Rep introduces bill that would imprison governor for unilaterally declaring emergencies

The objective is for the bill to become effective immediately if it is passed.

Left: Rep. Erik Mortensen/Minnesota House. Right: Gov. Tim Walz/Minnesota Governor's Office.

Rep. Erik Mortensen, R-Shakopee, introduced a bill that would take away the governor’s power to unilaterally declare a peacetime emergency or to issue executive orders that are treated as law.

The Unilateral Emergency Powers Repeal Act, HF 2204, would require a two-thirds majority vote from the House and Senate to declare a peacetime emergency.

In an email, Mortensen said, “By unilaterally declaring emergency powers, Walz completely eradicated our republican form of government and started becoming the supreme lawmaker of the land.” This bill would take away that ability.

Second, HF 2204 would not allow the governor’s executive orders to be treated as law, in the event that the Legislature does declare an emergency.

“The purpose of executive orders is for a governor to direct government agencies and workers, not to order citizens to do or not do something,” Action 4 Liberty said in a statement regarding the bill. “Unfortunately, Walz has treated executive orders as a power similar to that of a king.”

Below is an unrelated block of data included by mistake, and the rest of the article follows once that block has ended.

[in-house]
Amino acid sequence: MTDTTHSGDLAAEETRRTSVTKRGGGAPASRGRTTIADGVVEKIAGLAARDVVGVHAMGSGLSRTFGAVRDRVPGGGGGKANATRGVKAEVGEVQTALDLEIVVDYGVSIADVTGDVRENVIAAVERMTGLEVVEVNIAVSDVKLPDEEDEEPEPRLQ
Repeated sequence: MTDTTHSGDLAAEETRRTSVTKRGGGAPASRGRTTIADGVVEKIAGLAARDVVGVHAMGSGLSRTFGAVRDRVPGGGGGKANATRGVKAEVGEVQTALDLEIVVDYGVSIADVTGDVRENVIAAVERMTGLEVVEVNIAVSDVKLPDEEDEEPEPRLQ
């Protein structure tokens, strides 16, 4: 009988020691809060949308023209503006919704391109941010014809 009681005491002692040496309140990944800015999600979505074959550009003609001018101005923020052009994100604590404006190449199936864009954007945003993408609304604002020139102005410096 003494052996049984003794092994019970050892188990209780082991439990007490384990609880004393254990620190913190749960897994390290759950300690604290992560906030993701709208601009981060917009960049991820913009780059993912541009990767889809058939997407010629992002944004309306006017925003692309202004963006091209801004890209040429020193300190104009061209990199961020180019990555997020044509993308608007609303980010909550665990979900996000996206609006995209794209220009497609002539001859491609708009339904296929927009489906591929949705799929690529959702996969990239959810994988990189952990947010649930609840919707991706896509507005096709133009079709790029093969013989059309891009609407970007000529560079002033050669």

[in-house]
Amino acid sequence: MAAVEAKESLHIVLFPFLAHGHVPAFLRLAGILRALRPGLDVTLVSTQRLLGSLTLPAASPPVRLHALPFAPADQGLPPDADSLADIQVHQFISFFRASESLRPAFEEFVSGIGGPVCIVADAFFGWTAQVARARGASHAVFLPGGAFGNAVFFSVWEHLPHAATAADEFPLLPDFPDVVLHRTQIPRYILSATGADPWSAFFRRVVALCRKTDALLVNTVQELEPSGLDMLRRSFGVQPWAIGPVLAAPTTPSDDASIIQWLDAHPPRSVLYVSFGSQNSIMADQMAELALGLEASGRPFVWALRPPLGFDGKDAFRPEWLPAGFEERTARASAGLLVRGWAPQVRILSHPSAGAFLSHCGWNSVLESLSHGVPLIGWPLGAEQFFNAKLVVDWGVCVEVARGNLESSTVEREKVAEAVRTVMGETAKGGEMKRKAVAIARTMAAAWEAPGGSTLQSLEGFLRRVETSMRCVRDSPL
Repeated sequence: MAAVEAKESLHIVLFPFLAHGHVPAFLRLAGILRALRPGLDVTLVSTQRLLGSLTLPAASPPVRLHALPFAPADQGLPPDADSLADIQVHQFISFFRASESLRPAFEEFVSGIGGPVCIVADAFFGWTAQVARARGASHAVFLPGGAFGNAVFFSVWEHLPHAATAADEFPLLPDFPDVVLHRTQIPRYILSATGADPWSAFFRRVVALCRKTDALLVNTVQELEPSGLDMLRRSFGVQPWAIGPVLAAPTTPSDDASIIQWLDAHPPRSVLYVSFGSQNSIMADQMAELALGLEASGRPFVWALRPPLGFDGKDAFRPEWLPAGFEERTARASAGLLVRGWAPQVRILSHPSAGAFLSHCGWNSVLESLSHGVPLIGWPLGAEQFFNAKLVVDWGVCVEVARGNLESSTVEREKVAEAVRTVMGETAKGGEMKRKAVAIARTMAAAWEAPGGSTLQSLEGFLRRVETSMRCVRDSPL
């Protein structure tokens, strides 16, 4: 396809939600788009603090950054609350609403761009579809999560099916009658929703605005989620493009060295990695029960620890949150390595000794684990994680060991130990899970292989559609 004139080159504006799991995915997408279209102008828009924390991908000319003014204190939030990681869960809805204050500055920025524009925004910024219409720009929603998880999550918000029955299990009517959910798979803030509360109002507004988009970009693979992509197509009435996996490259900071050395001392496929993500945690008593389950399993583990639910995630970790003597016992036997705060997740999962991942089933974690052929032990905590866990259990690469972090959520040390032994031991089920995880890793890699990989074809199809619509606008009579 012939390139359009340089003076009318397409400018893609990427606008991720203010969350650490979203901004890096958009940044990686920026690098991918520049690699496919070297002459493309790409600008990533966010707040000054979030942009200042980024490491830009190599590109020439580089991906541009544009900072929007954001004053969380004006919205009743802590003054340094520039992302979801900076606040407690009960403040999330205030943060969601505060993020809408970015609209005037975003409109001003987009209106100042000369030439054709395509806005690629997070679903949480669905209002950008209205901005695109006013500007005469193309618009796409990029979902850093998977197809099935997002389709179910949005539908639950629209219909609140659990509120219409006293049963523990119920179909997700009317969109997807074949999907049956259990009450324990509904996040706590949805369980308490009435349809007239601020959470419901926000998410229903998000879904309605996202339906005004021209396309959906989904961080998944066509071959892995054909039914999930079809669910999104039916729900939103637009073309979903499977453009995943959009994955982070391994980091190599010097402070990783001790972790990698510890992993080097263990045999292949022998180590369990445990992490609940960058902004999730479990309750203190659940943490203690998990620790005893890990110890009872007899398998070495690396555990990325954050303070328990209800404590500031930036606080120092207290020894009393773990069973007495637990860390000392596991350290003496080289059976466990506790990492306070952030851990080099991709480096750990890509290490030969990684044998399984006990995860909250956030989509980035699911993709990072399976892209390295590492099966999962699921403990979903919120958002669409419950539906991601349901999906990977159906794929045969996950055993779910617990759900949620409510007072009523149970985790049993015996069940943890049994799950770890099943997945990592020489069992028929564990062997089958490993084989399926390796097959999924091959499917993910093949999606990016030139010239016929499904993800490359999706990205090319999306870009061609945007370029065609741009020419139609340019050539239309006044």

The bill clarifies that issuing “orders that carry the full force and effect of law” is a power granted only to the legislative branch.

“Nothing in this chapter authorizes the governor or the state director” to create laws unilaterally, the bill reads.

Next, Mortensen’s legislation implements jail time for a governor who violates these rules. For overstepping his powers, the governor would be subject to a $1,000 fine or 90 days in jail.

Currently, the law on emergency powers punishes citizens who violate executive orders with these penalties, but HF 2204 reverses the punishment.

The bill also reasserts the freedoms guaranteed by the Bill of Rights and prohibits the governor from infringing on those rights.

“In case the courts have any question about what a governor can or cannot do during an emergency, we spell out the rights that are protected,” Mortensen wrote in an email.

Mortensen previously introduced articles of impeachment against Walz and legislation that would suspend the governor’s pay while his restrictions on businesses remain in place.

“In the last year we’ve been locked in our homes, had our economy shut down, been forced to wear masks and watched as COVID-positive patients were brought into nursing homes. All because one man decreed it from St. Paul,” Mortensen added.

Rep. Jeremy Munson, R-Lake Crystal, has signed onto the bill as a co-author. The objective is for the bill to become effective immediately if it is passed, which is unlikely in the DFL-controlled House.